Making time for God in a busy, technology-infused life

Riley Creer, a graduate student at Penn State University, has learned the importance of making time for God despite a busy school and family life. Although the world values instant gratification, Riley feels there is great value in working and waiting for spiritual answers. (Kalicia Bateman)

STATE COLLEGE, Pa. — Like many other college students and young adults, Riley Creer finds that there is not normally enough time in a day to complete all the things required of him. He has learned that finding and making the time for God in a busy schedule is critical for his spiritual well-being.

With so many distractions vying for his time and attention, Riley feels he could make more of an effort to slow down and make more room for God in his daily schedule through pondering.

“It’s something that I’m terrible at,” Riley said. “But I think in the scriptures there is a clear pattern of people pondering the experiences they’ve had or the things they’ve learned. Then immediately, they learn more or have another experience that’s even bigger that the one they just had.”

Riley admires the young Joseph Smith’s dedication to asking questions and searching for answers — taking the time to study, read and ponder.

“He (Joseph Smith) studied and thought about it. It sounds like it took up a lot of his time and a lot of his thoughts,” Riley said.

Even after Joseph Smith had his First Vision in the spring of 1820 as a 14-year-old boy, he had to wait for years to learn more about the work God had for him to do. He was continually working, waiting, and getting new answers until his martyrdom in 1844.

Although Joseph Smith spent his life in pursuit of answers, it does not mean that all of his questions were answered. Riley has come to accept that some of the questions he has may never be answered in this life, but he knows they will eventually come. Riley feels similar to Nephi, an ancient prophet in the Book of Mormon, who said, “I know that he (God) loveth his children; nevertheless, I do not know the meaning of all things.”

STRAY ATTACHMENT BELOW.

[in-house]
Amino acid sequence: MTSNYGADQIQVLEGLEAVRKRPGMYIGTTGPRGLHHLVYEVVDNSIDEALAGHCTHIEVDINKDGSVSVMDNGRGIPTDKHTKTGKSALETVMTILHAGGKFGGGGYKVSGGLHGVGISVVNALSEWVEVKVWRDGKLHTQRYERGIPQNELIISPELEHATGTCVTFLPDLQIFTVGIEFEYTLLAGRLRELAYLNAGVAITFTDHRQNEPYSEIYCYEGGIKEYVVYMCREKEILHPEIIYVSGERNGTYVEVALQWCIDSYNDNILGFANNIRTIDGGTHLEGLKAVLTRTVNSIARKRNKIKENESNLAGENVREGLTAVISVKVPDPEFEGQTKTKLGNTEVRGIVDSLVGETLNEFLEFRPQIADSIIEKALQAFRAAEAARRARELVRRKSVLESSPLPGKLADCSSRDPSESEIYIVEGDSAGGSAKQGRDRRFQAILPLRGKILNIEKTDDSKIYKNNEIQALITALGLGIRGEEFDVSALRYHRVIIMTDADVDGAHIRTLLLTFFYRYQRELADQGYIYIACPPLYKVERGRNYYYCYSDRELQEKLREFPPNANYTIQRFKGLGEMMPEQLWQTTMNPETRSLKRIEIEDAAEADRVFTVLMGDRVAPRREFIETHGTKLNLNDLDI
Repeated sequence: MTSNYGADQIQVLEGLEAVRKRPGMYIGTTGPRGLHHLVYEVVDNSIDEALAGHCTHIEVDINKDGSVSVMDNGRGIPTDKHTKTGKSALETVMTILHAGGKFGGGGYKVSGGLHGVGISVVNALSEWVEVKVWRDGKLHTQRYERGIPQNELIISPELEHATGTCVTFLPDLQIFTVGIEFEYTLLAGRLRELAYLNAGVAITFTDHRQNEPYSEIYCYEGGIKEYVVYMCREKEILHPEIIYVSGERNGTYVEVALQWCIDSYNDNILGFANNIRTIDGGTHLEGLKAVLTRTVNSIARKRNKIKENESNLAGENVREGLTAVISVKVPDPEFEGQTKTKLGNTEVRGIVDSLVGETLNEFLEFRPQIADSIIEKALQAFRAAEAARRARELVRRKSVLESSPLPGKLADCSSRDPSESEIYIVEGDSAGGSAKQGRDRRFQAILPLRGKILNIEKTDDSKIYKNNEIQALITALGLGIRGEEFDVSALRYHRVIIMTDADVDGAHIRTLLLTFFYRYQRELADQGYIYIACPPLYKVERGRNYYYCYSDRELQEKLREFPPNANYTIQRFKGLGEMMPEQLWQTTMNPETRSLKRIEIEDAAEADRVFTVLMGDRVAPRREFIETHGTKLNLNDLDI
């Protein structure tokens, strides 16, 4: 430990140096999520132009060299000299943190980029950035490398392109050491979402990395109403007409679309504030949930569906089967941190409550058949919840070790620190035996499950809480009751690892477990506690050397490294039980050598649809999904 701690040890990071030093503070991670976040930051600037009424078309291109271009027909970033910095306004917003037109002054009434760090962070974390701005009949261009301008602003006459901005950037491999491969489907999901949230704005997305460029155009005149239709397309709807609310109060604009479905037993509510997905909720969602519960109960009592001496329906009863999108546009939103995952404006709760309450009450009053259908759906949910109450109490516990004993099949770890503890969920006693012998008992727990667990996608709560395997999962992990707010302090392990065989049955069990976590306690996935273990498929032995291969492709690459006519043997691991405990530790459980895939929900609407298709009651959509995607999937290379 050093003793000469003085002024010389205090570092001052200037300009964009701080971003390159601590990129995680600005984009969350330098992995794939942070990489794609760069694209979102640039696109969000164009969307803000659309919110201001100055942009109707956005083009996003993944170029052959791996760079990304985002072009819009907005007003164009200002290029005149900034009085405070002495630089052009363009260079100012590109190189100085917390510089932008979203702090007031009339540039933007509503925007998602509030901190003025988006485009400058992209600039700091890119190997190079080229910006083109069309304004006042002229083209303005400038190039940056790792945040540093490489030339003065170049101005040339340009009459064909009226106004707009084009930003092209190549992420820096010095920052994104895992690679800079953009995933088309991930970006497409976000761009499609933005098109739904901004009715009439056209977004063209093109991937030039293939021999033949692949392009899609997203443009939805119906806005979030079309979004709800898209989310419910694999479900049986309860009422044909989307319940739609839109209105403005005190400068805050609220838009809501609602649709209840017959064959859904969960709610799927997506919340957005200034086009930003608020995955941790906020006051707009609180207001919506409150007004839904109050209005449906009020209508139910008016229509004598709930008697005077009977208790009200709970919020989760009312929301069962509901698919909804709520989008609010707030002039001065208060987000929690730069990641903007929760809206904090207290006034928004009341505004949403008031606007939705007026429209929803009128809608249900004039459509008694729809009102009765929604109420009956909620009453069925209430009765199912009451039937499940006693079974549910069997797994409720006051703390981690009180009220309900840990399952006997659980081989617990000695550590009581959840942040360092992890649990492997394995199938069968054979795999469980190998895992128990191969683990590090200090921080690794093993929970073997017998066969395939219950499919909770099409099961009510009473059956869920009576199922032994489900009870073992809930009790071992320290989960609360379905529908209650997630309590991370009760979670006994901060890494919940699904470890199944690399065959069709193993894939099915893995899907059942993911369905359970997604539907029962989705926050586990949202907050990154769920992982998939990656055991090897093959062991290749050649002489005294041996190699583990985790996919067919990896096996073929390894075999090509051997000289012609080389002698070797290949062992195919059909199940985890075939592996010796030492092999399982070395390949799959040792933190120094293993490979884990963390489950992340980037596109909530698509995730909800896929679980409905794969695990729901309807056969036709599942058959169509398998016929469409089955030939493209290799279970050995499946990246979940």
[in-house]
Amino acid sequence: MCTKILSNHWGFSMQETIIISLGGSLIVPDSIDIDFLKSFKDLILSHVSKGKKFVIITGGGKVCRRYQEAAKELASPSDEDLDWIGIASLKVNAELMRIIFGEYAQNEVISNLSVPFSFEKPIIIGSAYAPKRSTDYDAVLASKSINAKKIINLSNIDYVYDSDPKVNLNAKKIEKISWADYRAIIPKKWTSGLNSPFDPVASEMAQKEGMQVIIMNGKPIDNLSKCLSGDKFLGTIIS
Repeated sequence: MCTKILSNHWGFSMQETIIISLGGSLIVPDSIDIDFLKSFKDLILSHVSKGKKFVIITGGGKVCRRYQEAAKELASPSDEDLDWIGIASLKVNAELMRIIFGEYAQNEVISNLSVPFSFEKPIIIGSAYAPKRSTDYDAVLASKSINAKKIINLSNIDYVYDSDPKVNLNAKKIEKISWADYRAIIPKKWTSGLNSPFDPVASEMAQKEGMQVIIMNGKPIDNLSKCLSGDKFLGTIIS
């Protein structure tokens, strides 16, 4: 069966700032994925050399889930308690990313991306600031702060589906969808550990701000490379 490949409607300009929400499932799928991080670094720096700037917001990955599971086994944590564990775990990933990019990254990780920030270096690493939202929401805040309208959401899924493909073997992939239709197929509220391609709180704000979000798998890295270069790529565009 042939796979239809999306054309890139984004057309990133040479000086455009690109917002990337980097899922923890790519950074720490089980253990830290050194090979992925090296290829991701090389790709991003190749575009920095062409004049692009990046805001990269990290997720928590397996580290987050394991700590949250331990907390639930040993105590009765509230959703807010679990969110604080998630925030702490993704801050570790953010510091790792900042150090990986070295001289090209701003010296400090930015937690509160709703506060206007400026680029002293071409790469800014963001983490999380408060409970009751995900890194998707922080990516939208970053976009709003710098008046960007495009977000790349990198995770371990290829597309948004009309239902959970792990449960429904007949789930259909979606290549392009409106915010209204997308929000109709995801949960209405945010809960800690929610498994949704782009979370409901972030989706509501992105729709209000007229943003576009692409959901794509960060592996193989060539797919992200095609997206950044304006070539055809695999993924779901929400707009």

Unlike in Joseph Smith’s times, technology now plays an interesting role in the search for understanding and knowledge. Riley feels that young adults today, in a lot of ways, no longer have to wait or put in hard work to get what they want.

Siri will tell users the weather the moment they ask. Spotify or Apple Music allows listeners to stream music at the touch of a button. Google gives thousands of search results in a matter of seconds.

“The world is moving towards instant gratification — where you don’t have to wait for the next week for your episode to come on because Netflix puts the whole season on at once. So you can just binge the whole thing,” Riley said. “But I think spiritually, it’s the wait — and the work you have to put in while you wait — that’s where the growth comes from and where you find the answers.”

He admits that while instant gratification is sometimes appealing, it does not give the growth that individuals need. Waiting and working, on the other hand, does bring growth and more meaning to life. It is through the patient determination to find answers that seekers develop a closer relationship with God.

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